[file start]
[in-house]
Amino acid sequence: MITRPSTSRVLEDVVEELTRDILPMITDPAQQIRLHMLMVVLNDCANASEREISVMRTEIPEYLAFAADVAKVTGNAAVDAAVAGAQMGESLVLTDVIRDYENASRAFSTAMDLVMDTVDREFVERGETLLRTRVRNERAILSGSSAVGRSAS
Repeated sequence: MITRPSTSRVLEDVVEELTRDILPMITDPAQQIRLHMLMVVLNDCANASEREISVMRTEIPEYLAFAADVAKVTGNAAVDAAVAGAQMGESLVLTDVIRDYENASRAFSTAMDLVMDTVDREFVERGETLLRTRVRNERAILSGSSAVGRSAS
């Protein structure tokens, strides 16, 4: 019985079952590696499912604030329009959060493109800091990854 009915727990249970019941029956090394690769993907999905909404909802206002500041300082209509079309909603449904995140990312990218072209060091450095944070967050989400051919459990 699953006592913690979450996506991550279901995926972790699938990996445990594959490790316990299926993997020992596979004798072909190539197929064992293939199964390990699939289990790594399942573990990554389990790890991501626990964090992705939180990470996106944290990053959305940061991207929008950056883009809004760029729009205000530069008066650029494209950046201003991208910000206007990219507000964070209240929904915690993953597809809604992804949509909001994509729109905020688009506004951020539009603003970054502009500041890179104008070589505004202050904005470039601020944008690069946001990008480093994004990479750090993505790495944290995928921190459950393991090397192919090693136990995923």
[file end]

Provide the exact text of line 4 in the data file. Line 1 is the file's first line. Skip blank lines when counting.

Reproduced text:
């Protein structure tokens, strides 16, 4: 019985079952590696499912604030329009959060493109800091990854 009915727990249970019941029956090394690769993907999905909404909802206002500041300082209509079309909603449904995140990312990218072209060091450095944070967050989400051919459990 699953006592913690979450996506991550279901995926972790699938990996445990594959490790316990299926993997020992596979004798072909190539197929064992293939199964390990699939289990790594399942573990990554389990790890991501626990964090992705939180990470996106944290990053959305940061991207929008950056883009809004760029729009205000530069008066650029494209950046201003991208910000206007990219507000964070209240929904915690993953597809809604992804949509909001994509729109905020688009506004951020539009603003970054502009500041890179104008070589505004202050904005470039601020944008690069946001990008480093994004990479750090993505790495944290995928921190459950393991090397192919090693136990995923």